Travelblogger Claire from Weekend Candy shares her cool place – West Bay in Dorset
You might know it as Broadchurch. To me, it’s simply West Bay – a sleepy harbour on the Jurassic Coast where I spent most of my formative years and where I still visit as often as I can.
You’ll find West Bay half a mile from the market town of Bridport, sitting tightly against honeycombed cliffs; Lyme Regis to its right, and Portland to its left.
Although its diminutive size cannot rival the might of Bournemouth or even nearby Weymouth, people still love it here. I think they come because of its size. It’s small, but perfectly formed: you get a neat package of traditional seaside fun, plus the breath-taking beauty of its sweeping World Heritage Site beaches.
No surprise then that West Bay pulses with visitors in the summer – arcades full, stone piers dripping with crabbing lines, pebbled beaches flapping with the sound of wind-breaks, and huge cliffs stirring with ramblers.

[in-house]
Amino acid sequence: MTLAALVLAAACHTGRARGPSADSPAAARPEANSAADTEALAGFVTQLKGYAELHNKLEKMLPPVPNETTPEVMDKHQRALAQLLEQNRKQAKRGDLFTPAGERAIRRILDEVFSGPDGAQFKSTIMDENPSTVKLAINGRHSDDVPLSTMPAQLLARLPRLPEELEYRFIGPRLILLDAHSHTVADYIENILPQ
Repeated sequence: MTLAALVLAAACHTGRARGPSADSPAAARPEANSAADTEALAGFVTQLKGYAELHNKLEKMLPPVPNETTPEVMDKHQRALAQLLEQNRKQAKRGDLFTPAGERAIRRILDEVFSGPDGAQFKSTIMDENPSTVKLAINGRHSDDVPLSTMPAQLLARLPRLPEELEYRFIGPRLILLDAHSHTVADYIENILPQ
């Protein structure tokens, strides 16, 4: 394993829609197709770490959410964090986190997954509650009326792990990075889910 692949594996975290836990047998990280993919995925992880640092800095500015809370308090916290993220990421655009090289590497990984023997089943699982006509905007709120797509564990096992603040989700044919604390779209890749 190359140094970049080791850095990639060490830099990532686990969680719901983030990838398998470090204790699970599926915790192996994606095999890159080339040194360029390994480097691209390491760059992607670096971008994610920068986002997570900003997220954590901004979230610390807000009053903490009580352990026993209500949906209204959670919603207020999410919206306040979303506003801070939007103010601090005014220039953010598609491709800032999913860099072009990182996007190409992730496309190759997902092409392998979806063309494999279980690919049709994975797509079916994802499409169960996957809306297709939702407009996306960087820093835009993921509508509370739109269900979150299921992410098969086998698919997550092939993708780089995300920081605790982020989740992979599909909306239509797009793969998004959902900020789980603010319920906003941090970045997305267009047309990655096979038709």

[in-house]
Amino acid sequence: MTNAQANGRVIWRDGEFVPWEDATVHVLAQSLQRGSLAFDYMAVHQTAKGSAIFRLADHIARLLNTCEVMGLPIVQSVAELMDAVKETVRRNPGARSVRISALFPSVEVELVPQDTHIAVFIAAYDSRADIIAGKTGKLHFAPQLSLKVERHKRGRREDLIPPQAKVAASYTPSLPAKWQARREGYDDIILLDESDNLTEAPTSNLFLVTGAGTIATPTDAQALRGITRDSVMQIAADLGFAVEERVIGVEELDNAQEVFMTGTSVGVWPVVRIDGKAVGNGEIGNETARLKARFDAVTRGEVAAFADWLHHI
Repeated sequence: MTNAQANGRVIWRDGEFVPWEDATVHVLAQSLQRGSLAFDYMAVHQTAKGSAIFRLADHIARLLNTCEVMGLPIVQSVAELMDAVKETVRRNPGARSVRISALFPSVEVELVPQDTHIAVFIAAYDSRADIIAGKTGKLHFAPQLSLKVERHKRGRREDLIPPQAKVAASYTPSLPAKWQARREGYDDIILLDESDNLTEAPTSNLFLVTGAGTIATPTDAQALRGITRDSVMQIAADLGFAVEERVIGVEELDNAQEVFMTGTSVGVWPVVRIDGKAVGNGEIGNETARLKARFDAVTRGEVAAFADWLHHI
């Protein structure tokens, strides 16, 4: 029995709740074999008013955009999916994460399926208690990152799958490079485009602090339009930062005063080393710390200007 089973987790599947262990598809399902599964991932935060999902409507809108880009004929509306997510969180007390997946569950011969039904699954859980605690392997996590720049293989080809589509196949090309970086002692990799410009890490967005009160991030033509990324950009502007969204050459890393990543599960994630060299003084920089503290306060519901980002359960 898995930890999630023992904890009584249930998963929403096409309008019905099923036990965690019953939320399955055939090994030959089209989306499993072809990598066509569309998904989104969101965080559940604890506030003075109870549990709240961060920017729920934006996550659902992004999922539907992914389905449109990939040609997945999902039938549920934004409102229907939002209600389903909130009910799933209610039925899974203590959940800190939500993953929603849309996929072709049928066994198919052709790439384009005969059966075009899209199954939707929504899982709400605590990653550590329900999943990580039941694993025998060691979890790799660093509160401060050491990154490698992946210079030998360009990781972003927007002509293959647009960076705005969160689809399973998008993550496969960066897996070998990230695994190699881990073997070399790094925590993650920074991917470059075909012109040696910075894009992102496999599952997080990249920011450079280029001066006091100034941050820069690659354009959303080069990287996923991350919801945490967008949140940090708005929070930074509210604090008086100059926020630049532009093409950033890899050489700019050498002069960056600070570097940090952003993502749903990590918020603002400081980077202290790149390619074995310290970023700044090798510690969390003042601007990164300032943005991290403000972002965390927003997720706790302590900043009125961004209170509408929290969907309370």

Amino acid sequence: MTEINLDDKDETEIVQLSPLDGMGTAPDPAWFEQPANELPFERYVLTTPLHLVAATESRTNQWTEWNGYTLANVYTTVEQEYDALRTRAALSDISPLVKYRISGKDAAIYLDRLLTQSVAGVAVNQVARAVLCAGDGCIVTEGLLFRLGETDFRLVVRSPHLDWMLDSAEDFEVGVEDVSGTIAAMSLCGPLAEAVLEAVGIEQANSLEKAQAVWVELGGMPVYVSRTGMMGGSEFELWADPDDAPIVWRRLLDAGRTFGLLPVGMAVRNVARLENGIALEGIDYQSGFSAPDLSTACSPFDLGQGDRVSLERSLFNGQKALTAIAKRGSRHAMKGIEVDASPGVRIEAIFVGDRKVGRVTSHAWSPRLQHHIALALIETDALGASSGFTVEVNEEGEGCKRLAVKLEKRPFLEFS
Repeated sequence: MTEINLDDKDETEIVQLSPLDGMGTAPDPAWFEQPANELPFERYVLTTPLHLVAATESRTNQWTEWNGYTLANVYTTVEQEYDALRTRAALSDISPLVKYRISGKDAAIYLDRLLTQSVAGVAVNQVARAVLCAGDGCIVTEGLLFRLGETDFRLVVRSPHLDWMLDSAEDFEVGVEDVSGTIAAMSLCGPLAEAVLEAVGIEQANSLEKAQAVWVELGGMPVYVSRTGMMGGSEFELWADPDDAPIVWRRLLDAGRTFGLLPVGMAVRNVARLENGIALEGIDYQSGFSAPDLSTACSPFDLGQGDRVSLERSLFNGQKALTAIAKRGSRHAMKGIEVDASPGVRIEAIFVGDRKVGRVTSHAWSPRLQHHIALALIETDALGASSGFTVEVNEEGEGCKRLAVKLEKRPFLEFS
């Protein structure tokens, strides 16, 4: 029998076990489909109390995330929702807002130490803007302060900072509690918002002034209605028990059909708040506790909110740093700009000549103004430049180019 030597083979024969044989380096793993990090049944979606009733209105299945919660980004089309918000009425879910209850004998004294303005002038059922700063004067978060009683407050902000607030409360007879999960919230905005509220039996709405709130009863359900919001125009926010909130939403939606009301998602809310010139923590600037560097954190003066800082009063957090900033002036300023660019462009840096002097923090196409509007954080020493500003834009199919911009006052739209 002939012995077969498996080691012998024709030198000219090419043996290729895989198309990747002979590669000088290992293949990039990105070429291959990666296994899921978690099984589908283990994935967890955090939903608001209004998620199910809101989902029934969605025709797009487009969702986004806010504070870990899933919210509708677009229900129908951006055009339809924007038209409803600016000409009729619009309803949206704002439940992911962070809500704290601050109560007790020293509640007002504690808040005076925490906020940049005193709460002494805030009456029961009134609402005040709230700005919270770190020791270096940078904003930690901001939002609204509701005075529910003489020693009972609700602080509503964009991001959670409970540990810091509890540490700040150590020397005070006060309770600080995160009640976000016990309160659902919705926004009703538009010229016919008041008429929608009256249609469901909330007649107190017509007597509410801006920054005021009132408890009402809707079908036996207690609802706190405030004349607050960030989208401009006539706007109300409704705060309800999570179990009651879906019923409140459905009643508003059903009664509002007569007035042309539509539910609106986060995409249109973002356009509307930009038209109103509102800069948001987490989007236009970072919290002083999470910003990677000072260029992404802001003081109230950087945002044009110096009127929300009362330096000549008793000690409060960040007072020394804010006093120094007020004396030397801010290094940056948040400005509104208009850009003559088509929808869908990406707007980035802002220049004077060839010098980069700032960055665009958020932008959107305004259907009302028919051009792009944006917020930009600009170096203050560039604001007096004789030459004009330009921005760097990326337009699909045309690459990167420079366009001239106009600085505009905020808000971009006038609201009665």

My favourite time to visit West Bay, however, is during the winter, when the last caravan pulls out of the harbour, and many of the fish and chip kiosks close for business.
The whole personality of this little place changes dramatically at this point. Yes, the seagulls still hang overhead on invisible strings and the sea still breathes heavy against the sides of the fishing boats, but there’s a tranquillity to West Bay in winter – a harmony – that is so restoring.
Forget yoga or meditation; a walk on East Beach on a blue November day, with the vast English Channel at your feet, will settle even the most tumultuous mind.
And then, afterwards, a hot chocolate loaded with cream and marshmallows will flood your chilly limbs with warmth and leave West Bay firmly anchored in your heart.
Claire from Weekend Candy is an award-winning freelance writer with a lust for weekend
travel. Checking out the sweetest places to stay and the best things do to on a
Friday, Saturday, and Sunday, she brings back colourful, evocative and
energetic tales for her 'Weekend Inspiration Blog'.